How to handle special occasions when parents divorce


Special occasions like birthdays can pose many difficulties for divorced families. Scheduling issues, new significant others, painful memories and arguments about gifts can all cause tension. Here are some ways to cope:

Handling custody during divorce for family events and holidays

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Involve the kids in new traditions

Your kids might already feel stress due to new circumstances, and no child wants to feel pressure to choose one parent over the other. Reassure your children that although some traditions will change, it may be a fun opportunity to start new ones as well. Ask them for ideas so they feel involved in the changes that are taking place in their lives.

Plan in advance

While most parenting plans include set schedules for holiday timesharing exchanges, families that don’t already have a parenting plan in place will want to nail down the details about any special occasions, including pickup times and locations. Other unanticipated special occasions, such as a retirement party for a favorite aunt or a family member’s graduation, may pop up. It is important to agree on the schedule change well in advance of the actual event. Nothing ever runs as smoothly as planned, but planning will reduce the stress and help maintain the joy in the occasion.

Don’t one-up each other

Discuss a general budget for presents with your ex. Adhere to the plan and don’t try to be the favorite by buying more elaborate gifts than the other parent. Also, don’t purchase gifts that do not coincide with your co-parenting plan, like a violent video game that your ex disagrees with.

Communication is key

If plans do not go as expected, communicate all changes as soon as possible with the other parent. If the toasts run a little long at the 50th anniversary party of your kids’ grandparents, be flexible. If you’re the one who’s late dropping off the kids, call your ex with as much notice as possible. Create a conflict-free zone for your children and do not put them in the middle of your personal issues or parenting decisions. As the adults, you must find a way to work things out. You may consider working with a parenting coordinator to help you and your ex resolve some more highly disputed parenting issues.

Use your support system

Reach out to your support system to keep up your spirits up. Changing family traditions can be hard. Obtain counseling services if you feel depressed. You can contact our office for a referral to a qualified mental health professional. It is important to take care of yourself, physically, emotionally and mentally. If you find yourself breaking down, make sure to pencil some time in your busy schedule to care for yourself. Don’t rule out the idea of reaching out to your ex to discuss some of the struggles you may be experiencing on your end. It is very possible they are feeling the same way.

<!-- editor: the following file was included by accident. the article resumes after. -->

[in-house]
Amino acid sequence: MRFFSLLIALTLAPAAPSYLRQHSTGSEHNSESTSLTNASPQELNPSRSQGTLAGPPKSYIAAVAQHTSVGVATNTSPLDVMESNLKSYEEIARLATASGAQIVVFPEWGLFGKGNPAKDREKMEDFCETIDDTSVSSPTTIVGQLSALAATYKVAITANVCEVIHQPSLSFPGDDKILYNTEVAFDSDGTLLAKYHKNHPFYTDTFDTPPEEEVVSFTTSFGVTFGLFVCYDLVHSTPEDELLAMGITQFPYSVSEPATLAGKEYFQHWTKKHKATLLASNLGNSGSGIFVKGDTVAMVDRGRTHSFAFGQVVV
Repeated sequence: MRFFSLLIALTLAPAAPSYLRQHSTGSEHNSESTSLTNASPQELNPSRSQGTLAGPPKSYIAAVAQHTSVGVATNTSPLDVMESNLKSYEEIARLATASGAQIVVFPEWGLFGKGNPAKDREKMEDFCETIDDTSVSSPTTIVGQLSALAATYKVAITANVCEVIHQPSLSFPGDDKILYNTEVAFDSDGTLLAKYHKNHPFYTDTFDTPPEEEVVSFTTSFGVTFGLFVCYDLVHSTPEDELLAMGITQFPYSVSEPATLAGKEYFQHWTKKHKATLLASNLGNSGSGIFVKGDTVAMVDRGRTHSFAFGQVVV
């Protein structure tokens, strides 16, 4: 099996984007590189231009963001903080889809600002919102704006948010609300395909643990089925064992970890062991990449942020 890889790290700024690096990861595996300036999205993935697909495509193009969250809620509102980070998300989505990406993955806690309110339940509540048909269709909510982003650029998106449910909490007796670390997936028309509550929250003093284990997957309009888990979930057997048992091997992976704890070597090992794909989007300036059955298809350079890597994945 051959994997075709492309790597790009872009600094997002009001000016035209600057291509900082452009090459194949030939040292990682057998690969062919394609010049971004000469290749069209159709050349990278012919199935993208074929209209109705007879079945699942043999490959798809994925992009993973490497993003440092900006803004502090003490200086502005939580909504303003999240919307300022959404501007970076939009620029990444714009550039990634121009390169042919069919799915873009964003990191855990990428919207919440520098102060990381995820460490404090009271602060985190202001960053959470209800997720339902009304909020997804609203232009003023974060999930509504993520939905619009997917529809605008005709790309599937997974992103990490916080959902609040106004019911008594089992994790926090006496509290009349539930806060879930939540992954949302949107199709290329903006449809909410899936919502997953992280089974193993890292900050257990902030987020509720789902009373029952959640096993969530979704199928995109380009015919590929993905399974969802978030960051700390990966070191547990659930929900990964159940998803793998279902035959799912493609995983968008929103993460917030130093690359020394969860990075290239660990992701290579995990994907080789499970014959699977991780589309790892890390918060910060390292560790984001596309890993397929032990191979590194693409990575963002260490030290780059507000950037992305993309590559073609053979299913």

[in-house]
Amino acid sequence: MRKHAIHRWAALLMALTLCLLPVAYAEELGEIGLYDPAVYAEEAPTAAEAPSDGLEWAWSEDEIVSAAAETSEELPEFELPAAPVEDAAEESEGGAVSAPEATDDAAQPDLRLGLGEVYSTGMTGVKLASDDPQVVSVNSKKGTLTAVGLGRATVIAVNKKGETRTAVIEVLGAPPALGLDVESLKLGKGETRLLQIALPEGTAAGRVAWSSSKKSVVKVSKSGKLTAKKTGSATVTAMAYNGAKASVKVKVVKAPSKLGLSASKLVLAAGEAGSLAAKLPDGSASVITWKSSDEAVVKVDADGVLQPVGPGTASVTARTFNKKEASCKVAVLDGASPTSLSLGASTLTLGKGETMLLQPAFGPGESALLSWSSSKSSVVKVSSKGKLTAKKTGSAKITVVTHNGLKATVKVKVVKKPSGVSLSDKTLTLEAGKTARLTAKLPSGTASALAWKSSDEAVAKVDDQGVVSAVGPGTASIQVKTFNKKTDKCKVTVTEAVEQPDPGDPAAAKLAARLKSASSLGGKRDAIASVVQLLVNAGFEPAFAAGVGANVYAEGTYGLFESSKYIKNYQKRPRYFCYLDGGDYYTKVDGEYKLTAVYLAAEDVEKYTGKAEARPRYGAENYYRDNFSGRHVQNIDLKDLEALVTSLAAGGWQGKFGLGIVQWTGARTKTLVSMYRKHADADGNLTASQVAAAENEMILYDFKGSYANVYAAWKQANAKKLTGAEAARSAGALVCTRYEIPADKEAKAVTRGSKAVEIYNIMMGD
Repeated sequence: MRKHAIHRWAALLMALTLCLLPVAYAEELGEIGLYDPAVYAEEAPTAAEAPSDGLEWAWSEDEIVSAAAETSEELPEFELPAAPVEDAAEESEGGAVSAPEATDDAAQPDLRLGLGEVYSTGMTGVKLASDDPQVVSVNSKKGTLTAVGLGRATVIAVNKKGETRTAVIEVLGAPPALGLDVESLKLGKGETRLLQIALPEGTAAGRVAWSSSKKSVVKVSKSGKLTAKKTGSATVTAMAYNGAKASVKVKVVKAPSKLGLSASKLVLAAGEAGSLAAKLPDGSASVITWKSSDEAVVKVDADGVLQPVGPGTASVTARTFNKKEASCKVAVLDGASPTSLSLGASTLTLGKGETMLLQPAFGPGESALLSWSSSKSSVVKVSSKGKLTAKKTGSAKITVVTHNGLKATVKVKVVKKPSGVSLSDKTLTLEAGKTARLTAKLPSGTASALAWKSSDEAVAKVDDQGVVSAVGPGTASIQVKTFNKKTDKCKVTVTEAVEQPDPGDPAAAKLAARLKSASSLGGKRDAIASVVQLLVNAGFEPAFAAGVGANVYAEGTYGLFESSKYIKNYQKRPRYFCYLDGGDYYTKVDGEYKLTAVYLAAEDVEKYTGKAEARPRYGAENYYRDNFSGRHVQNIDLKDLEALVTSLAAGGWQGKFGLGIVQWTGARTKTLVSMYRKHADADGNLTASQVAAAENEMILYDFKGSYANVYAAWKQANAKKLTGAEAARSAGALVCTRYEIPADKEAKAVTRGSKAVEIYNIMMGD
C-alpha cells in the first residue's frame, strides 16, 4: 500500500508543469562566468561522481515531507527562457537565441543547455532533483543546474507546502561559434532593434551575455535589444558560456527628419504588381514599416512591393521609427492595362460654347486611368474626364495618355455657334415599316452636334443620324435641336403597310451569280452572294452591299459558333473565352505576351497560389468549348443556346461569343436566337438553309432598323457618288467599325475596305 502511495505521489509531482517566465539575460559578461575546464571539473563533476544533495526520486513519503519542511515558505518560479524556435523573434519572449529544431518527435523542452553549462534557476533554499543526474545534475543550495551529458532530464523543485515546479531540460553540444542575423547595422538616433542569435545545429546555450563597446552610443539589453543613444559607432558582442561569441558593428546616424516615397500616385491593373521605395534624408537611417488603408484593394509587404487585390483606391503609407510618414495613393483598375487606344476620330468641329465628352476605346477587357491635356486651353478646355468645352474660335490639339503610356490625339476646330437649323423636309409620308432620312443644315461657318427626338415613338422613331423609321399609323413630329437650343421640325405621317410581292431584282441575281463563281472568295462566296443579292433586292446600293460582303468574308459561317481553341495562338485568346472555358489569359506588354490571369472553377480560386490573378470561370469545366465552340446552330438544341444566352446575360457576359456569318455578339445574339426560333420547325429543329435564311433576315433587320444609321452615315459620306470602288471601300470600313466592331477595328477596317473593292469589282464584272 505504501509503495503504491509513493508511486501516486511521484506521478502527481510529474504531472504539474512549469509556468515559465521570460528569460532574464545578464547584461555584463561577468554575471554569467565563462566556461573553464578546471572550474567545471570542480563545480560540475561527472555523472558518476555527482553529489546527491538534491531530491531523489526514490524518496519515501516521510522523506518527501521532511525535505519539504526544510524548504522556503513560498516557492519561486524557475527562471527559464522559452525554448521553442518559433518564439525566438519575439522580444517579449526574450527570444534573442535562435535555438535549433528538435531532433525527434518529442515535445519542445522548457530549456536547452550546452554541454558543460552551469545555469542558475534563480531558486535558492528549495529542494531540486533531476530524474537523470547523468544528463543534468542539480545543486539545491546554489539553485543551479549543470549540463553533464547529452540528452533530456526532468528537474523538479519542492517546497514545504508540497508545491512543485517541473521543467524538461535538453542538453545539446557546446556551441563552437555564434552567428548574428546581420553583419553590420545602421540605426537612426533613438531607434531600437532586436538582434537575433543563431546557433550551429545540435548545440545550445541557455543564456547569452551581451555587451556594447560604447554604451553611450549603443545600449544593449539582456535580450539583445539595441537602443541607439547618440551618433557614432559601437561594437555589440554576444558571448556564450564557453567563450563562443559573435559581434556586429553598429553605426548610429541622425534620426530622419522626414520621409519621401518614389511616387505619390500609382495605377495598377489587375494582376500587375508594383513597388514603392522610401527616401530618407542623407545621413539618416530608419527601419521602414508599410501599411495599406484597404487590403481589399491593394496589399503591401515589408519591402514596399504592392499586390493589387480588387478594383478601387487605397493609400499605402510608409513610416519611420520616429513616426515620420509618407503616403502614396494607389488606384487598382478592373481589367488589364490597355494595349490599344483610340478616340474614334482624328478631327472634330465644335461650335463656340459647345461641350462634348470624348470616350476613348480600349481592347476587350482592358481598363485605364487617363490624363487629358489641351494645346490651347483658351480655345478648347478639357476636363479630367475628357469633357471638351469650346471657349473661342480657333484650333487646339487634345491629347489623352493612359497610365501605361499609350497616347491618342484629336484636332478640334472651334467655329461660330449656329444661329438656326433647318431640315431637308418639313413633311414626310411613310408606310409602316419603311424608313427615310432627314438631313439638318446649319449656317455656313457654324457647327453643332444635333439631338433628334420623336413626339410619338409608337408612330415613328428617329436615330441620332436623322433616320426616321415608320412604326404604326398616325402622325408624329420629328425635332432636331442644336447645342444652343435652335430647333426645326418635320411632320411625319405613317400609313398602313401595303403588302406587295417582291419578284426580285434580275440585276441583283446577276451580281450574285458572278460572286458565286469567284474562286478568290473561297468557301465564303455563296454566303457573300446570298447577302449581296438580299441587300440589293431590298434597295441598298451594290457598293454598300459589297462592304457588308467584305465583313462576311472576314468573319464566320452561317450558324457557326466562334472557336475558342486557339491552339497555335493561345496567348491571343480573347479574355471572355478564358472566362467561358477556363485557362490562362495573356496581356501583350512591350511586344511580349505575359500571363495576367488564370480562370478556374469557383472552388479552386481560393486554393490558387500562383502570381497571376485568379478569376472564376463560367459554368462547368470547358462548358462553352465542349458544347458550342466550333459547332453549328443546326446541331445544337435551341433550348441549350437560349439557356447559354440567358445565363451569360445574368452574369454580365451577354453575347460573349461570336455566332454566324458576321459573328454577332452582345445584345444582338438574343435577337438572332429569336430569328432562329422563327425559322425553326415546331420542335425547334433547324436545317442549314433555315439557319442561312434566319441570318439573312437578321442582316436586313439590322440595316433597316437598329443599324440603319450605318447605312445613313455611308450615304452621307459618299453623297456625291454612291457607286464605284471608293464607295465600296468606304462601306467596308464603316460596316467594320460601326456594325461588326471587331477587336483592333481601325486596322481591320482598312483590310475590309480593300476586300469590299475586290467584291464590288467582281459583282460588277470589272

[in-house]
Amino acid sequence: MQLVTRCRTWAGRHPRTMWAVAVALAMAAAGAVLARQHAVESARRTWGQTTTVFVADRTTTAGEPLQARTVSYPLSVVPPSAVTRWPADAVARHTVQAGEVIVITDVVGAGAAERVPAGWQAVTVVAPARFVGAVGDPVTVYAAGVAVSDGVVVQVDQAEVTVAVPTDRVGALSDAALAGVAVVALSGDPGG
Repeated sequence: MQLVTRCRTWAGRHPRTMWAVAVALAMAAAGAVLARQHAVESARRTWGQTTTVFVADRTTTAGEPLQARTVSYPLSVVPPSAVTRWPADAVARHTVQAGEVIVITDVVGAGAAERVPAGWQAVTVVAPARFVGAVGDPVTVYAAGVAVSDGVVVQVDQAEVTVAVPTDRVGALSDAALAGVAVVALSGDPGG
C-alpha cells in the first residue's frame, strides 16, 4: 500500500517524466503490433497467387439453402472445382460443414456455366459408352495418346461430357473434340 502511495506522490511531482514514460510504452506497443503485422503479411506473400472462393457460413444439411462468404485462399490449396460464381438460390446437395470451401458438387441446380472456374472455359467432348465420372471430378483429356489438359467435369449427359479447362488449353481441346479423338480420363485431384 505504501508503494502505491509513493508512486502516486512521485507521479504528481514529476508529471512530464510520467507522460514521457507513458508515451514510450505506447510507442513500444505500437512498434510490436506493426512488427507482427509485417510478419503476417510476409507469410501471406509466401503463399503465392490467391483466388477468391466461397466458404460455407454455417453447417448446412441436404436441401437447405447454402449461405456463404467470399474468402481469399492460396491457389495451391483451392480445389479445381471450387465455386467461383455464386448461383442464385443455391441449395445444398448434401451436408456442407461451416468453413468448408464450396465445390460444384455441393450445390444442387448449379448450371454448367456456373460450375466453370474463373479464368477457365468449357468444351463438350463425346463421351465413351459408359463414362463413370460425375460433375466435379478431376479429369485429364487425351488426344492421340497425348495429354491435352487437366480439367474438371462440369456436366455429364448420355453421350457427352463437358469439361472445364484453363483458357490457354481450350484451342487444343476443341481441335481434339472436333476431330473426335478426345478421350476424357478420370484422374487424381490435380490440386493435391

Use a qualified attorney/mediator

The services of a qualified attorney/mediator can be invaluable as you navigate new traditions. These professionals can help you avoid and manage conflict along the way.

Have questions about infidelity and alimony? Email Keith@AttorneyGrossman.com, or call toll free: 877-687-1392, or locally: 239-210-7516.

Interested in learning more about the emotions that can surface during a divorce, read my free e-book, “Does Every Divorce Need a Shark?”

Does Every Divorce Need a Shark


Legal separation: Frequently asked questions about legal separation


What is the difference between legal separation and divorce?

In a legal separation, the parties are still married and a court order mandates the rights and duties of a couple for the time they are living apart. With a divorce, the parties’ marriage is legally dissolved.

Legal separation

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What are the reasons for formally separating versus filing for divorce?

There are various reasons some couples may choose to pursue a formal separation. Religious concerns, concerns about lapsing health insurance benefits, and concerns regarding social security and pension benefits are just a few examples. Some couples will engage is a “trial separation” with the hopes of eventually reconciling their differences.

Does Florida allow spouses to file for legal separation?

While Florida law does not provide for legal separation, there are various other legal instruments that allow for parties to formalize the terms of their separation. Having a clear set of agreed terms can reduce the possibility of financial and emotional conflicts later on. These include:

  • Separation Agreements
  • Petition for Support
  • Postnuptial Agreements

Reaching a common ground can be challenging and every case is unique. At Grossman Law & Conflict Management, we can provide clear guidance through the separation process along with solutions that will fit our client’s particular needs.

Have questions about infidelity and alimony? Email Keith@AttorneyGrossman.com, or call toll free: 877-687-1392, or locally: 239-210-7516.

Interested in learning more about the emotions that can surface during a divorce, read my free e-book, “Does Every Divorce Need a Shark?”

Does Every Divorce Need a Shark


What to expect when getting a divorce


What can I expect when going through a divorce?

What to expect when getting a divorce, steps to divorce

1. Evaluate your relationship.

It is important to assess the nature of your relationship with your spouse before deciding what route to take. Not every divorce is highly contested. If you and your spouse are on speaking terms, you may want to consider the possibility of proceeding in an uncontested or cooperative manner. In an uncontested divorce the parties have worked out an agreement together and hire us to prepare the marital settlement agreement and parenting plan. If you are able to work out most but not all of the terms of an agreement, then you may want to proceed with a cooperative divorce, whereby we would help advise you as to various settlement scenarios and help move toward a final agreement.